Steel Panther roared through Houston on Wednesday as part of their Sunset Strip Live Tour. The show perfectly captured everything - and we mean everything - about metal.
Steel Panther gets a lot of love for their slavish devotion to the trappings of 80's metal. Their aesthetic feels like a polished Motley Crüe video. Their sound evokes everything from the slow builds of Quiet Riot's anti-establishment hits to the warmth of Guns N' Roses ballads. In fact, that rounds out this tour: a series of note-for-note covers amidst the usual irreverent originals and comedy bits.
Opening track "Eyes of a Panther" was a teaser of the wider setlist. It turns raunchy at points, but it's a get up and go sort of track that grabs a waiting crowd and draws them in. This wouldn't be out of place as your morning - er, mid-afternoon, if you're living the rock n' roll lifestyle - alarm. In another universe, you wouldn't be shocked to see Crüe write this instead of "Kickstart My Heart."
This was followed by fan favorite "Goin' in the Backdoor," a song off of 2017's Lower the Bar about, uh, your front door being stuck.
The band broke for a lengthy intro, as lead singer Michael Starr introduced his bandmates only to be repeatedly sidetracked. Satchel, the group's muscly lead guitarist and foremost comedic foil, has an easy back and forth with Starr. Without spoiling the bit, at one point you will likely hear the words, "Whose dick is whose?" at a Steel Panther show, and you will love it.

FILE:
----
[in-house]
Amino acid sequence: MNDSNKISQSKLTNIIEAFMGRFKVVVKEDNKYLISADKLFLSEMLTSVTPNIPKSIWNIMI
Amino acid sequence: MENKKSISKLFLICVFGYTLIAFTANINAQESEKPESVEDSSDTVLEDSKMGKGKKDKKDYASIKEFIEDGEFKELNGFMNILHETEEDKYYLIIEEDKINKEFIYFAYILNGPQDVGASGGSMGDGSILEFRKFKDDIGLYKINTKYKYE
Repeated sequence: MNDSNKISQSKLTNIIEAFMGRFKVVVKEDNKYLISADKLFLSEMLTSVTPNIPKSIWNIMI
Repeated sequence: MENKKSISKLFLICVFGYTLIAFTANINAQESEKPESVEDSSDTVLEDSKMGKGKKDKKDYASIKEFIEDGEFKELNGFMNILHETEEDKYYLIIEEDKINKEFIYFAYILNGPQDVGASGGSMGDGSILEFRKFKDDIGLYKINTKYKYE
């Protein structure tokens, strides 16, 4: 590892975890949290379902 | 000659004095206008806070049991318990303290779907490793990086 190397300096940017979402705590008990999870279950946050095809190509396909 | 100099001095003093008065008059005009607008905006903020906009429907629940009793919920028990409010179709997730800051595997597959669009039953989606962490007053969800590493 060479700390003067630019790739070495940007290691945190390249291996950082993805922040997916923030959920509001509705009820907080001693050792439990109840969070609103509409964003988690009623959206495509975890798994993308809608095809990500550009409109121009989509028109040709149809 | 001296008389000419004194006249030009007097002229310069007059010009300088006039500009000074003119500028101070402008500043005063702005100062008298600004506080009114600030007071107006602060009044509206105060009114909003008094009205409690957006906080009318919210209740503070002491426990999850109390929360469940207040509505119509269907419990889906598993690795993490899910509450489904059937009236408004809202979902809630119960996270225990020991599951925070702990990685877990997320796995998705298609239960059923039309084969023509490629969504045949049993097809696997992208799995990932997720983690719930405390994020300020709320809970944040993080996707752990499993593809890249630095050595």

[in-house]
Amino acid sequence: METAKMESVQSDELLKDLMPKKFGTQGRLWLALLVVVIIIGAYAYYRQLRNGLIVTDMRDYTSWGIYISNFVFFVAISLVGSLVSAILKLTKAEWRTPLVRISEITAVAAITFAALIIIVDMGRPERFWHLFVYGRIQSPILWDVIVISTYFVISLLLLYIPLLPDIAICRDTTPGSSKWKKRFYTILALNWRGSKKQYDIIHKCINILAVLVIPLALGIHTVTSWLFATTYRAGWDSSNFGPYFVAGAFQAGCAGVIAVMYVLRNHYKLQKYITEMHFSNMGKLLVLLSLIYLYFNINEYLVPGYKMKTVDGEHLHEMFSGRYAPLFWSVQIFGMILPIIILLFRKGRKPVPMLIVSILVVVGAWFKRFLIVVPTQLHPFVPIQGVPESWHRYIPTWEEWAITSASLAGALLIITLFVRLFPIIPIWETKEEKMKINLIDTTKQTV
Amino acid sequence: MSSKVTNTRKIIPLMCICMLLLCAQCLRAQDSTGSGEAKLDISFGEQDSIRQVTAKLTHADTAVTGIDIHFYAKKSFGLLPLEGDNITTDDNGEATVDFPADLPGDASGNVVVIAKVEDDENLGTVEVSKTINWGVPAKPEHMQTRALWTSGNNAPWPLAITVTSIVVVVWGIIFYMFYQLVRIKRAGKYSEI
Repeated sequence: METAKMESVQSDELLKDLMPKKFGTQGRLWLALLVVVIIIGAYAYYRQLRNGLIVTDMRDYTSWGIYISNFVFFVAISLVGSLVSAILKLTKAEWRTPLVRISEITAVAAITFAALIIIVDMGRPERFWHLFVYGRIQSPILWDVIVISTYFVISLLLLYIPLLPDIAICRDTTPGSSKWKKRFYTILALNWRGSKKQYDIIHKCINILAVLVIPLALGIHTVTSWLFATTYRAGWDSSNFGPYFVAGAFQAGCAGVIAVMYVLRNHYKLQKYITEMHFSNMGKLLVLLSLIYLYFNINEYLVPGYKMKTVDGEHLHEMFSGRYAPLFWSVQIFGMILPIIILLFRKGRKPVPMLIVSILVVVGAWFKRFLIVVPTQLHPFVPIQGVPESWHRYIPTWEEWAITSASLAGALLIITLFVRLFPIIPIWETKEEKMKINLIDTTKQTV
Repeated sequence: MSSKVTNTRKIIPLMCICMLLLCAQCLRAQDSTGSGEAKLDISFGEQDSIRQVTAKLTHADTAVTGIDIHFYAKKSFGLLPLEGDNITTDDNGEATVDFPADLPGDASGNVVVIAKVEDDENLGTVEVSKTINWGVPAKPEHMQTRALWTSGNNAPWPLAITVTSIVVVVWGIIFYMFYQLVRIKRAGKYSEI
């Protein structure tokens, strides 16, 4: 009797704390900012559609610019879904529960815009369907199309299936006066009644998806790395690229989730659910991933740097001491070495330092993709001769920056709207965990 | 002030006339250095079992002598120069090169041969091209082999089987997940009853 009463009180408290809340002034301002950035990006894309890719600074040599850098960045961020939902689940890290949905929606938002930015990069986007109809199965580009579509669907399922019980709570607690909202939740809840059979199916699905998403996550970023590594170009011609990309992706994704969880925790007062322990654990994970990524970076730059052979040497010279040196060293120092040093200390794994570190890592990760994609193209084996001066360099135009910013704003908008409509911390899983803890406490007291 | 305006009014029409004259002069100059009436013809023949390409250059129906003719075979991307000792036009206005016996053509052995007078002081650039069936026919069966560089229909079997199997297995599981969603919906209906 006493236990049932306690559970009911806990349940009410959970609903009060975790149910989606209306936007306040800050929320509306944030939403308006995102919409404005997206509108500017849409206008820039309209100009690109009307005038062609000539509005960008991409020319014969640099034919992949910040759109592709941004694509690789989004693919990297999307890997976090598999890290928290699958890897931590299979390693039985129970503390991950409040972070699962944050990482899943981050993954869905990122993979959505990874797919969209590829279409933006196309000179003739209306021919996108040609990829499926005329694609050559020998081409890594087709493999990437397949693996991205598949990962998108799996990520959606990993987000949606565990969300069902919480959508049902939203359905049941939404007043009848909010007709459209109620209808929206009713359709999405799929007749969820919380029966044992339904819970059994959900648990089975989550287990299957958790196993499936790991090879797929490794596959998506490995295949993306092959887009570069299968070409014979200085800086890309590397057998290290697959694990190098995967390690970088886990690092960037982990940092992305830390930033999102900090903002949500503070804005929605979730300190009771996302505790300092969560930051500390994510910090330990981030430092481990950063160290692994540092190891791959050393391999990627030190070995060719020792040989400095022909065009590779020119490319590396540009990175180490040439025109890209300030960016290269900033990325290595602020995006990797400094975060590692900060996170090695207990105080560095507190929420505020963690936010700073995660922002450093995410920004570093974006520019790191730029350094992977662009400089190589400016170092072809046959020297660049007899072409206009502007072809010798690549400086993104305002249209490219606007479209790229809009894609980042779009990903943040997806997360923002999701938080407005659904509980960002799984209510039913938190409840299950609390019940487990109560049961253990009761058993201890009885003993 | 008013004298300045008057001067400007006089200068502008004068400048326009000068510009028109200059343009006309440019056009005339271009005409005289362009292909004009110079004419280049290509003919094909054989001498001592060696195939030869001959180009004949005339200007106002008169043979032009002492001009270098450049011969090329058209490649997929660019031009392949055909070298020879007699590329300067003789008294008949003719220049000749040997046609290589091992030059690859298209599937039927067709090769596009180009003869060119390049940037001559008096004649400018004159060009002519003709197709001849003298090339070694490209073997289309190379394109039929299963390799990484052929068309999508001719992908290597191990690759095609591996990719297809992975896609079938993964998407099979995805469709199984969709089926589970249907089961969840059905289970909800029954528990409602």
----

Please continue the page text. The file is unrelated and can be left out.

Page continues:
It's the first of many diatribes and asides, but like so much else in the band's repertoire, it feels lived in and fun rather than like stilted schtick. That's reflected in the music too, which for all the humor is played by a tight, experience band. In the same vein, the jokes aren't just about getting laid, recreational drugs, or going backstage, they're also about VD, boner pills, and the toll of the road.
Take the band's cover of Van Halen's "Jump." It's a great homage to the David Lee Roth years, but it's also marked by Starr's laughable inability to actually jump as Van Halen's members do in the original video. This gave way to a hilarious exchange about the band being too old for this shit, and Satchel having a list of replacements ready to go when Starr dies.
There's a symmetry to the setlist, too. A solid version of "Round and Round" by Ratt gave way to the more overt Steel Panther original, "Just Like Tiger Woods." Later, a rousing rendition of "Pour Some Sugar on Me," complete with female audience members on stage, was followed by "Community Property."
(Photo: Nicole Sergent)
Starr stopped one woman as she exited the stage to serenade her with the song's surprisingly tender opening verse. Audience participation is a big part of the Steel Panther ethos.
At one point the each band member - save bassist Lexxi Foxx, who was too busy touching up his make-up - serenaded another audience member named Ingrid. They then launched into "Girl from Oklahoma," with Starr sharing the mic with his momentary muse. Starr took a sidebar during a lull in the song to let us know, "Her breath smells like sperm," before remarking, "killer!"
As the song came to an end, Ingrid turned around a line from the chorus. Originally sung as "So come on pretty baby, suck on my balls all night," she stared Starr dead in they eyes and said, "So come on pretty baby, suck my tits all night."
Starr looked genuinely amused. After all, that's fun of it. Amidst kids who weren't born when Appetite for Destruction came out and aging audience members who haven't put on spandex in two decades, we are all worshipping at the altar of metal, band included.
Support came from Texas-based Heaven Sent. They did their best to rile a crowd chomping at the bit for the headliner, but their sound missed the mark for the first half of their set. Whether it was a soundboard issue of too much low end or flat tuning, it unfortunately took the wind out of the sails. The bummer is that these guys are all veterans of the Texas metal scene, with a great set of pipes on their lead singer and a tight bass-heavy sound. Keep an eye out for this group.